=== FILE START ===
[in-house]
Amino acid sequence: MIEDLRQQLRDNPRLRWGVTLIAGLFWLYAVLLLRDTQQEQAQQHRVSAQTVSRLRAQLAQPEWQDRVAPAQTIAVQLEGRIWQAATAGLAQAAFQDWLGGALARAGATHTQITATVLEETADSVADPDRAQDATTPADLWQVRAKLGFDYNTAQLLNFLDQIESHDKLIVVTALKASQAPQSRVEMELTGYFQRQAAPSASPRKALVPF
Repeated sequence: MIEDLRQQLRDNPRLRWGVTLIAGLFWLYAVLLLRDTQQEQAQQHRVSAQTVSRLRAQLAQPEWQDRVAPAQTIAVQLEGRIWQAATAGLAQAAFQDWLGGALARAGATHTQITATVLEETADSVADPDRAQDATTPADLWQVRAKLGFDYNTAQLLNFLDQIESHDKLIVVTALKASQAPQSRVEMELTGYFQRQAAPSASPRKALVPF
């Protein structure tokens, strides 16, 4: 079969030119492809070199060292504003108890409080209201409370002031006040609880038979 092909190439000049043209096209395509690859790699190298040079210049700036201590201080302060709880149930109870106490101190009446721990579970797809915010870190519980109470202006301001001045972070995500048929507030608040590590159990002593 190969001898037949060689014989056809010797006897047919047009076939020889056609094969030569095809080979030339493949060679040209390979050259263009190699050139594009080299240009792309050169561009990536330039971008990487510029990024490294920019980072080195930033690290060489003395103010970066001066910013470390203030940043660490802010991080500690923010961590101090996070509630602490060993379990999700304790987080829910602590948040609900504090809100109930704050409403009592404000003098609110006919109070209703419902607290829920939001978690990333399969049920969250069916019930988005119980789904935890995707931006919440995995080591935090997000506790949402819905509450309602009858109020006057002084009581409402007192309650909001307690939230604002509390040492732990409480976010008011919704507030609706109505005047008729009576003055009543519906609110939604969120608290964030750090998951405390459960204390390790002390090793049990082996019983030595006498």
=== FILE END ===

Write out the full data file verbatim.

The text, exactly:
[in-house]
Amino acid sequence: MIEDLRQQLRDNPRLRWGVTLIAGLFWLYAVLLLRDTQQEQAQQHRVSAQTVSRLRAQLAQPEWQDRVAPAQTIAVQLEGRIWQAATAGLAQAAFQDWLGGALARAGATHTQITATVLEETADSVADPDRAQDATTPADLWQVRAKLGFDYNTAQLLNFLDQIESHDKLIVVTALKASQAPQSRVEMELTGYFQRQAAPSASPRKALVPF
Repeated sequence: MIEDLRQQLRDNPRLRWGVTLIAGLFWLYAVLLLRDTQQEQAQQHRVSAQTVSRLRAQLAQPEWQDRVAPAQTIAVQLEGRIWQAATAGLAQAAFQDWLGGALARAGATHTQITATVLEETADSVADPDRAQDATTPADLWQVRAKLGFDYNTAQLLNFLDQIESHDKLIVVTALKASQAPQSRVEMELTGYFQRQAAPSASPRKALVPF
């Protein structure tokens, strides 16, 4: 079969030119492809070199060292504003108890409080209201409370002031006040609880038979 092909190439000049043209096209395509690859790699190298040079210049700036201590201080302060709880149930109870106490101190009446721990579970797809915010870190519980109470202006301001001045972070995500048929507030608040590590159990002593 190969001898037949060689014989056809010797006897047919047009076939020889056609094969030569095809080979030339493949060679040209390979050259263009190699050139594009080299240009792309050169561009990536330039971008990487510029990024490294920019980072080195930033690290060489003395103010970066001066910013470390203030940043660490802010991080500690923010961590101090996070509630602490060993379990999700304790987080829910602590948040609900504090809100109930704050409403009592404000003098609110006919109070209703419902607290829920939001978690990333399969049920969250069916019930988005119980789904935890995707931006919440995995080591935090997000506790949402819905509450309602009858109020006057002084009581409402007192309650909001307690939230604002509390040492732990409480976010008011919704507030609706109505005047008729009576003055009543519906609110939604969120608290964030750090998951405390459960204390390790002390090793049990082996019983030595006498």